Internet Of One: Trend Report From Adobe Summit 2015

by JERRY SILVER // Twitter, Facebook
Digital PR specialist and CEO at Spin Factory

I’m at Adobe Summit in London, UK to speak at a panel. The digital marketing conference is massive with 4,000+ attendees and numerous breakout sessions.

In the audience, there are according to Adobe’s database more CTOs than CMOs, which I think is saying something of how we’re evolving as an industry. As one of Adobe’s clients put it:

“We aren’t in ‘marketing’, we’re in ‘digital’. Part of that just happens to be marketing.”

Now, when I ask my readers for their biggest challenge, many tell me they struggle with keeping up with the ever-changing world of digital.

Therefore, I want to outline some exciting new trends from the conference:

Trend I: Internet Of One

Digital marketing is changing into managing people’s experiences across multiple platforms over time. Software like Adobe’s Marketing Cloud now allows you to create individual experiences that are scalable based on user behaviours captured on cross-platforms.

Example: If you’re watching a tv-show on your iPad and you switch to your iPhone, wouldn’t it be nice if you didn’t have to watch that exact same pre-roll commercial again?

Question(s) to discuss:

  • If a (potential) customer visits your site and has interacted with your brand before, how can you show that person a website that’s dynamically created for only that customer?
  • Even if your brand isn’t personalizing its user experience —can you afford it if your competitors adapt to this practice?

Trend II: Journey Management

Journey manager is apparently becoming quite the popular job title, which I find interesting.

Marketing and communication aren’t so much about before, during and after marketing launches — it’s more about designing a continuous and consistent customer acquisition journey that spans beyond individual touch points and platforms.

Question(s) to discuss:

  • Who’s responsible for the customer journey at your organization?
  • What would happen if you focus less on one-visit interactions and more on lifetime interactions?

Trend III: Lookalike Modelling

Software now allows you to create audiences (i.e. publics) based on lookalike modelling.

Based on your existing database, the algorithms makes assumptions about your audience and suggest similar audiences — even if they’ve never interacted with you before.

Question(s) to discuss:

  • How are you segmenting your audience today?
  • What if your competitors started to model your existing audience?

Trend IV: Anomaly Detection

In big data, many look for correlations and clues for causations, which for most of the time makes perfect sense.

However, a software can also detect anomalies. And these ‘outlier observations’ can reveal really interesting marketing opportunities for your brand.

Question(s) to discuss:

  • Are you looking for anomalies in your marketing data today?

Trend V: Data Scientists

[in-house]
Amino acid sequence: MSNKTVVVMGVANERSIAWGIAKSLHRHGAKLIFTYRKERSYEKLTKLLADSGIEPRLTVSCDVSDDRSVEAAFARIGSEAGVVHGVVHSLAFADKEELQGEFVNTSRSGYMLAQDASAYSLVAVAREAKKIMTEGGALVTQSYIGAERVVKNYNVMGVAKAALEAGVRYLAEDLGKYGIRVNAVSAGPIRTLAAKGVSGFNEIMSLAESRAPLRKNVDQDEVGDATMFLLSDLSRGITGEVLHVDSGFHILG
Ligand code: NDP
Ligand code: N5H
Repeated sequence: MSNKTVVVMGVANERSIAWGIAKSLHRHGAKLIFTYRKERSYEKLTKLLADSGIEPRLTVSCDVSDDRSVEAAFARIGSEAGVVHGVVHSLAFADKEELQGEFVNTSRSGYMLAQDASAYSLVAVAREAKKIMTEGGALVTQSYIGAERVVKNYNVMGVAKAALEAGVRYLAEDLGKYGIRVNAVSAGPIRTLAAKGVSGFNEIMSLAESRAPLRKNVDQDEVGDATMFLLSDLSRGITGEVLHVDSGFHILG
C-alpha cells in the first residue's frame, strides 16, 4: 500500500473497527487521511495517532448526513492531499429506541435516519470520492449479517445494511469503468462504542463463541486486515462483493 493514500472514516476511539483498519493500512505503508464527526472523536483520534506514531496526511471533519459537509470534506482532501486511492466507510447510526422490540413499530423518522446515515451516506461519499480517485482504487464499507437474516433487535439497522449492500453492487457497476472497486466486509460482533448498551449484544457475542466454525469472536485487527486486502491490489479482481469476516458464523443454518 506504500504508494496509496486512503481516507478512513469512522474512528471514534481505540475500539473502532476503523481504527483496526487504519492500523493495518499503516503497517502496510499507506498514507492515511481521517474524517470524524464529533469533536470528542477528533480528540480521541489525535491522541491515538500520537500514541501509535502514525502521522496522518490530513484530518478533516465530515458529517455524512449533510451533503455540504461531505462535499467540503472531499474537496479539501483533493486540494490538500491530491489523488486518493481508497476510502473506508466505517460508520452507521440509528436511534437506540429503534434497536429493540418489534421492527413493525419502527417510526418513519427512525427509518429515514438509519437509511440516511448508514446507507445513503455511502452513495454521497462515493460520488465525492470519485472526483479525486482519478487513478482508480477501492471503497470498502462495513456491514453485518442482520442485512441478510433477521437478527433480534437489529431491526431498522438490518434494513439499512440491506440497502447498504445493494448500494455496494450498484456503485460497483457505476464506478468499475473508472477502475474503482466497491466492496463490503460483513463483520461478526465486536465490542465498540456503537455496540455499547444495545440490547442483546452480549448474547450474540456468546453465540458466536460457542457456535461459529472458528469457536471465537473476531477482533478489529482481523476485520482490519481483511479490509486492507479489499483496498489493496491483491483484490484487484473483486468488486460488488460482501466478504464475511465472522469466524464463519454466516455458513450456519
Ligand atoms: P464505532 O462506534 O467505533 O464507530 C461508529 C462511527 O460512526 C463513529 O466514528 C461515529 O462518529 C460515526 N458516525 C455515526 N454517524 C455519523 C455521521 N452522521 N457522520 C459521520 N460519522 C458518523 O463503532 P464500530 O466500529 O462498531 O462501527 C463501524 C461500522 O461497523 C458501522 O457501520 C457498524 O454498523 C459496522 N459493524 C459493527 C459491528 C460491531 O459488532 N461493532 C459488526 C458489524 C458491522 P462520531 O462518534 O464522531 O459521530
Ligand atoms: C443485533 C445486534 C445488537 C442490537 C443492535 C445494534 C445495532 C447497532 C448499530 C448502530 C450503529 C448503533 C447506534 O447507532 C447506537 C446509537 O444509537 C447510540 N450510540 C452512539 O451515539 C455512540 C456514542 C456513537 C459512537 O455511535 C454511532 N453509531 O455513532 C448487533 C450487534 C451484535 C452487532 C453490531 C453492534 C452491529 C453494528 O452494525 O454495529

If journey managers are becoming increasingly important, the same is true for data scientists. To manage individual experiences at scale, data must be harvested.

But machine learning can only do so much. At some point, you’ll want someone to add the human layer of analysis. Either when interpreting the data — or when deciding what questions to ask!

Question(s) to discuss:

  • What type of data sets does your organization have/need?
  • Do you possess the skill sets to extrapolate that analysis?

Trend VI: Mobile Is More

Mobile is disrupting, yes. We all know this. But we must start talking about ‘mobile’ as not only what we consume on the screens of our mobile phones, but on screens everywhere.

Because you are mobile. Some screens follow you around, whether in your pocket or on your wrist, but screens are everywhere; ranging from soft drink touch-screen vending machines to huge outdoor displays.

Question(s) to discuss:

  • Have you looked into what can be done with beacon technology?

Trend VII: Autotagging

Adobe has decades of experience in managing digital pictures. So it makes sense that they’ve developed a tool that automatically ‘understands’ what’s in a picture and tags it consistently.

For instance, if there’s a snowy landscape in the picture, the software will tag it “winter”. This technology has the potential to accelerate lots of change.

Question(s) to discuss:

  • How would it affect your channel- and content strategy if search engines suddenly began to “understand” what’s in specific images?
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PR Blogger:

As the author of Doctor Spin, Jerry's passionate about PR and strategic communications. He runs the agency Spin Factory and hosts online courses at Spin Academy. Jerry lives in Stockholm, Sweden with his wife Lisah, television news anchor and journalist, and their two-year-old son, Jack. Click here to subscribe to Jerry's posts!

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